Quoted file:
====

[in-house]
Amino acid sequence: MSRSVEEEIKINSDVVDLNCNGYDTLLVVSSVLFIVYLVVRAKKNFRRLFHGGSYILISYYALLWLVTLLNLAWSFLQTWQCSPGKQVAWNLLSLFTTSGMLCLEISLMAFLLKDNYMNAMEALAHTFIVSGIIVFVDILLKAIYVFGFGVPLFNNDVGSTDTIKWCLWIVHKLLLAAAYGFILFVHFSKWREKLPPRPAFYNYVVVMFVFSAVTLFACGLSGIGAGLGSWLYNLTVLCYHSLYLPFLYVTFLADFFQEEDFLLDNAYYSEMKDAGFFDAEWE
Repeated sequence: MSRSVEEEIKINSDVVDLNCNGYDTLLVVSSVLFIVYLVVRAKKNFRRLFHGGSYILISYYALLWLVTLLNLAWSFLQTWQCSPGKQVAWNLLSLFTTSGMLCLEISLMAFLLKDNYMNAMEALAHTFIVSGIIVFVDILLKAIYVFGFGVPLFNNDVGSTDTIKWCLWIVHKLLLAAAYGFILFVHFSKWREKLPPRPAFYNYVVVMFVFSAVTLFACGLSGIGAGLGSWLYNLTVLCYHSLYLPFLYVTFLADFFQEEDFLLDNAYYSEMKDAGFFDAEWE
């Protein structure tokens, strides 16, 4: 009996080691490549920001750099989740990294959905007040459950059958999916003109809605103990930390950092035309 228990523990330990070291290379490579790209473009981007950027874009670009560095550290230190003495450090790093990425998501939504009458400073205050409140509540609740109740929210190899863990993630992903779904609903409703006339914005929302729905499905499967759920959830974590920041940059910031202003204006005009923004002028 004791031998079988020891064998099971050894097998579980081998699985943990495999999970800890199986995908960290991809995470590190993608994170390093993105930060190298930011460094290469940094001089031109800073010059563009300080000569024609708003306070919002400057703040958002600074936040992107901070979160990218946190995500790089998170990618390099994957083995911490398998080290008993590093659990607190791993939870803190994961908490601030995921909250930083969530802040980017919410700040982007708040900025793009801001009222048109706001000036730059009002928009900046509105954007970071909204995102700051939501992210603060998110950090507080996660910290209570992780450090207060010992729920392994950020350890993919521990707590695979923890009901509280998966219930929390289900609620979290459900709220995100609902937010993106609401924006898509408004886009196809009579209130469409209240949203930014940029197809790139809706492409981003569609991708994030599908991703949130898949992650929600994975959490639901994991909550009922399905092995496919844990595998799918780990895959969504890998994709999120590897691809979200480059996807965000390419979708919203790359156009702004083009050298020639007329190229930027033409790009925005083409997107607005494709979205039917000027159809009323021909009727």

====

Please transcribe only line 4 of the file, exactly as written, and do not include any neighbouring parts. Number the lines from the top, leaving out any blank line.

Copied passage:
């Protein structure tokens, strides 16, 4: 009996080691490549920001750099989740990294959905007040459950059958999916003109809605103990930390950092035309 228990523990330990070291290379490579790209473009981007950027874009670009560095550290230190003495450090790093990425998501939504009458400073205050409140509540609740109740929210190899863990993630992903779904609903409703006339914005929302729905499905499967759920959830974590920041940059910031202003204006005009923004002028 004791031998079988020891064998099971050894097998579980081998699985943990495999999970800890199986995908960290991809995470590190993608994170390093993105930060190298930011460094290469940094001089031109800073010059563009300080000569024609708003306070919002400057703040958002600074936040992107901070979160990218946190995500790089998170990618390099994957083995911490398998080290008993590093659990607190791993939870803190994961908490601030995921909250930083969530802040980017919410700040982007708040900025793009801001009222048109706001000036730059009002928009900046509105954007970071909204995102700051939501992210603060998110950090507080996660910290209570992780450090207060010992729920392994950020350890993919521990707590695979923890009901509280998966219930929390289900609620979290459900709220995100609902937010993106609401924006898509408004886009196809009579209130469409209240949203930014940029197809790139809706492409981003569609991708994030599908991703949130898949992650929600994975959490639901994991909550009922399905092995496919844990595998799918780990895959969504890998994709999120590897691809979200480059996807965000390419979708919203790359156009702004083009050298020639007329190229930027033409790009925005083409997107607005494709979205039917000027159809009323021909009727």